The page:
"ios": "org.nativescript.SampleProjectIOS",
            "android": "org.nativescript.SampleProjectAndroid"

The source code of the application is in the src folder:

├── app
│   ├── app.component.html
│   ├── app.component.ts 
│   ├── app.module.ts
│   ├── app-routing.module.ts
│   └── home
│       ├── home.component.html   
│       ├── home.component.ts
│       ├── home.module.ts 
│       └── home-routing.module.ts
├── app.css
├── main.ts
└── package.json

Depending on the templates, you will have TypeScript files, JavaScript Files, XML files, and CSS/SASS files. Run the app on an Android device using the command

tns run android

This will initialize the app on an Android device.

UI: Layouts and Styling


As mentioned before, NativeScript uses XML as a layout template. The child components/widgets are arranged in Layout containers. By default, 6 Layouts are available:

  • StackLayout: Elements are stacked horizontally and vertically.

  • GridLayout: A rectangular grid with rows and columns.

  • AbsoluteLayout: You can set the location of child elements exactly in this layout.

  • FlexLayout: This is based on CSS Flex Layout. However, it is non-conforming.

  • DockLayout: Elements in the dock layout are positioned on the edges. The last element takes up the remaining space.

  • WrapLayout: Elements in WrapLayout are arranged in a grid of rows and columns. If space runs out, the remaining elements are placed in the next row/column depending on orientation.


NativeScript elements are styled using CSS. However, the properties which can be styled are limited. Here is the complete list of properties that can be styled. CSS properties can be declared

  • Application-wide

  • Inline on elements

  • Page-Specific CSS

Interacting with the Backend

The Angular template of NativeScript comes with Angular 6.1. We can use HttpClientModule to interact with a web service. Alternatively, we can also use fetch or tns-http to interact with web services.


Web Browser Inspect

We can debug the application using Chrome Inspect (For Android) and Safari Inspect (for iOS). To run the application in debug mode on Android, use the command

tns debug android

A URL will be generated in the terminal window. This URL will provide you with a console and debugger.

Hot Module Replacement


hot module replacement was introduced in NativeScript version 5.0. Previously, changes would be reflected in the device/emulator with an app reload. With hmr the changes are updated live without app reload, i.e. they are reflected instantly.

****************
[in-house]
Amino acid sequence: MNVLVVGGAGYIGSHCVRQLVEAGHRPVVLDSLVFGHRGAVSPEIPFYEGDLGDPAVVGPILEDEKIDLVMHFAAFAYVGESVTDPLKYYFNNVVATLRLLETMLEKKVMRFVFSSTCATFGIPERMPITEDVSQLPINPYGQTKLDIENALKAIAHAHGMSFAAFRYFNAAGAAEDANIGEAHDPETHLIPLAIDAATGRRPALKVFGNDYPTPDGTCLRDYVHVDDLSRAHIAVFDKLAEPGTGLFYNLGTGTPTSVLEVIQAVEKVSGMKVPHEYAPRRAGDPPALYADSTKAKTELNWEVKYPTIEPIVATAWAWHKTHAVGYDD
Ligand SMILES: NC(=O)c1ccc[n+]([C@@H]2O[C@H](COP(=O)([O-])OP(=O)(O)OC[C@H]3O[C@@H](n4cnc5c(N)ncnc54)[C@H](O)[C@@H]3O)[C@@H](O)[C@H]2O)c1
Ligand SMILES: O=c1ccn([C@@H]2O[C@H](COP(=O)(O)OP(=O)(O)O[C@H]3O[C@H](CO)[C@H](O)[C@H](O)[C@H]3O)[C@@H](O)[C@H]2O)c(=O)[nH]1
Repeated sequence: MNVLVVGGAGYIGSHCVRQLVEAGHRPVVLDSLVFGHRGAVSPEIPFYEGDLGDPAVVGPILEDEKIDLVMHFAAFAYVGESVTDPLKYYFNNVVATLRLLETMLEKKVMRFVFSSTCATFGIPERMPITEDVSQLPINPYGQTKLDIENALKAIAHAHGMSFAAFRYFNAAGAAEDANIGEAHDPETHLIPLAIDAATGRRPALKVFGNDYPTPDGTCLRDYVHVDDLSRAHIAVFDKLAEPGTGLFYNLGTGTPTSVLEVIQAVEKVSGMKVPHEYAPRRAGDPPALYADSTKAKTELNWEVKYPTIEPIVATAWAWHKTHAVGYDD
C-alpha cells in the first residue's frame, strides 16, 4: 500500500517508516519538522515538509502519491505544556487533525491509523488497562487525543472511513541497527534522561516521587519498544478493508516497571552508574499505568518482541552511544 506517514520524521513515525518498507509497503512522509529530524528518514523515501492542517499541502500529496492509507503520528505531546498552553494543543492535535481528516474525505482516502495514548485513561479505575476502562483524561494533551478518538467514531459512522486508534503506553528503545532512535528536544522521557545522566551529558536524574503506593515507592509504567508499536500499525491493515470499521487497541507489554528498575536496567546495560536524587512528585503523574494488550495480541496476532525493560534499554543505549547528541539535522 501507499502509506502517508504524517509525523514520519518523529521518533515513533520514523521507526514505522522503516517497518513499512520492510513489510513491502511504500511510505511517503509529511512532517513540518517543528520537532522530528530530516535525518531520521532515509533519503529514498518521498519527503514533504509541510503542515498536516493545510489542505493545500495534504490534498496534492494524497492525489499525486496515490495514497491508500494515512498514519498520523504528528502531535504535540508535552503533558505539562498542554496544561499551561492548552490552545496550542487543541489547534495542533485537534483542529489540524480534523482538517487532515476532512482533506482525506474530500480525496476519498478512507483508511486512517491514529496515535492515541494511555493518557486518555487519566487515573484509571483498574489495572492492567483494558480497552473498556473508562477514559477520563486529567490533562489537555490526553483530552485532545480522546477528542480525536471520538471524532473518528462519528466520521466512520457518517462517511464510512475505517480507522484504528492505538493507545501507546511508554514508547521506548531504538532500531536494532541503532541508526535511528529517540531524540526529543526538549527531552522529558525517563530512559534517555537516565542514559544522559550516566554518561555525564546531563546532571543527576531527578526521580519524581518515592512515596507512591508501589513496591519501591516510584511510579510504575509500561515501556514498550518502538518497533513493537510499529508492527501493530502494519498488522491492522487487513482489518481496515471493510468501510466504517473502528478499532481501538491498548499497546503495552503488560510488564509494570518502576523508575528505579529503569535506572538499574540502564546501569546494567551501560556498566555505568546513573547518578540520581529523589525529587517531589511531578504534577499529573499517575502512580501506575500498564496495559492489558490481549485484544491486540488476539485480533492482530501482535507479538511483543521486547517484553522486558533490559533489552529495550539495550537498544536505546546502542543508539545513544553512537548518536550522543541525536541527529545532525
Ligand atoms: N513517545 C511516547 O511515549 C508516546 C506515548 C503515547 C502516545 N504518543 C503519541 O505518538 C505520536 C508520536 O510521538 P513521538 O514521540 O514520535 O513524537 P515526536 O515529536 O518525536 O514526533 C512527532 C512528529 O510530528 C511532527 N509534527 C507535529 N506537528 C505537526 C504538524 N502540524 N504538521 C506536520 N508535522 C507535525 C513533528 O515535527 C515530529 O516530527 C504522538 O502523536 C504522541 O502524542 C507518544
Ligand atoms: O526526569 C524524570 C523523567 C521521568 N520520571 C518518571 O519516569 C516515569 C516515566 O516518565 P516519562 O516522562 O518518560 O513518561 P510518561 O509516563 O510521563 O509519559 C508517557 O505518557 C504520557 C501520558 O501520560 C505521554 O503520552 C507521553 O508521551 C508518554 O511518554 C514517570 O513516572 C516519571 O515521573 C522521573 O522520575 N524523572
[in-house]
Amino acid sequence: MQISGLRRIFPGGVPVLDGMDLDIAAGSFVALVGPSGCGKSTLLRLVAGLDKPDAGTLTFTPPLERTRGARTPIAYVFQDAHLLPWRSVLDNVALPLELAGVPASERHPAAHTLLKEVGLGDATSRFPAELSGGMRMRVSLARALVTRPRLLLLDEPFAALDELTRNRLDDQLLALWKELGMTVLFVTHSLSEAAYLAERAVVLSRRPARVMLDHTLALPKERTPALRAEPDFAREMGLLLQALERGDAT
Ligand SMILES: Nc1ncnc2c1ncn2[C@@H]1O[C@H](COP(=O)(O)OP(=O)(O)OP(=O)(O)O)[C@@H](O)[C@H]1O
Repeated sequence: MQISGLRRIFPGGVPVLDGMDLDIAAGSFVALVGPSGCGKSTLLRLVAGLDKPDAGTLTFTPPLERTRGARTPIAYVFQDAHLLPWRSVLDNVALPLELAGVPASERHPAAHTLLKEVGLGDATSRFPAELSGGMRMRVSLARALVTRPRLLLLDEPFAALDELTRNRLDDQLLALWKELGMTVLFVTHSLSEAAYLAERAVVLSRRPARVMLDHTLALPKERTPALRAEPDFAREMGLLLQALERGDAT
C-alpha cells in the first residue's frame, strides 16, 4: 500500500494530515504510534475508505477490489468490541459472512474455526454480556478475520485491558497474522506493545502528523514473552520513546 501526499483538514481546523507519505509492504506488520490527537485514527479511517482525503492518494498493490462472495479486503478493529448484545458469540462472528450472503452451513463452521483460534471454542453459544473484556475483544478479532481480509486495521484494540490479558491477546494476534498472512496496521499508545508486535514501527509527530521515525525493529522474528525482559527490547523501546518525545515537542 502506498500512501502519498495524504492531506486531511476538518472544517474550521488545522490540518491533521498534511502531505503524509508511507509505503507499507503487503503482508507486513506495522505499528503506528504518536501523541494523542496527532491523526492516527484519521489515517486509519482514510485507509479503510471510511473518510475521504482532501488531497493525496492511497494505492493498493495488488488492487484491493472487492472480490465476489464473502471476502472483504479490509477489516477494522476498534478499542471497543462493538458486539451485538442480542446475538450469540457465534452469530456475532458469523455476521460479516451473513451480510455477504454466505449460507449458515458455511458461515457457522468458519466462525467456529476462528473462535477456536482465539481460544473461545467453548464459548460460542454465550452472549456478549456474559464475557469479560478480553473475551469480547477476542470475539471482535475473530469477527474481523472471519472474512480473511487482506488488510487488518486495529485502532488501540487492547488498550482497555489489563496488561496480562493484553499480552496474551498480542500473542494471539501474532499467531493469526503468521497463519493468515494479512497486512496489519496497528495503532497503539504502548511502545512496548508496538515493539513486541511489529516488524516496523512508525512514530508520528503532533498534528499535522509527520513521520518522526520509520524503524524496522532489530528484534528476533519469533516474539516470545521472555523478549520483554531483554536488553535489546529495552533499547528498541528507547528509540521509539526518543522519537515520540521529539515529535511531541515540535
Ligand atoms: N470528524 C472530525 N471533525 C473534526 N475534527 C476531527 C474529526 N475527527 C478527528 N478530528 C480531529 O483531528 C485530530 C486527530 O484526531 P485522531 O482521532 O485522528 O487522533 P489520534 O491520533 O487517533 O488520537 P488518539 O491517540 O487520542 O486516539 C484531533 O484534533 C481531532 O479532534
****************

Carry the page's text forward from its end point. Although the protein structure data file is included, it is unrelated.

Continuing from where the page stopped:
Currently, the feature is beta and requires the nativescript-dev-webpack dependency to work. This reduces development time drastically.

To use hmr, you will have to update the CLI to version 5.0 and install nativescript-dev-webpack in the project folder (if not present). Additionally, Angular projects require additional steps.

npm i nativescript-dev-webpack --save

After installation, use the flag --hmr with the tns run command to start the app on a device/emulator.

tns run android --hmr
tns run ios --hmr

tns Preview

Preview mode was introduced in version 5.0. tns preview bundles the app and generate a QR code like NativeScript PlayGround. You scan the QR code and load the app via the NativeScript Playground App.

This is very handy if your development machine is non-macOS and you want to test the App on an iPhone. As with Playground, plugin support is limited in preview mode.

tns preview

Extending the project with plugins

The default project template has limited features and functionality. We can extend the functionality using NativeScript Plugins. The NativeScript MarketPlace provides you with a list of published plugins. An individual plugin page has information about:

  • Platform (Android / iOS / Both)

  • NativeScript Version (2 / 3 / 4 / 5)

  • Webpack Support

  • Demo App in Plugin Page

  • TypeScript Support

  • License Information

  • Travis CI Support

Verified plugins have support for the latest Android & iOS versions, support for the latest NativeScript platforms, Weekly Travis CI Builds, and support for all NativeScript templates and demo apps in the plugin repository.

Plugins can be managed using Sidekick. However, they are not available in the Playground. Some common plugins are listed below.

Plugins can be installed using the following command.

tns plugin add plugin_name

Since NativeScript plugins are available in the npm repository, you can also use

npm i plugin_name --save


This was a brief overview of the framework. We would suggest you take NativeScript for a spin using Playground.

If you encounter any issues getting started with NativeScript, be sure to refer to the official documentation or join their Slack community.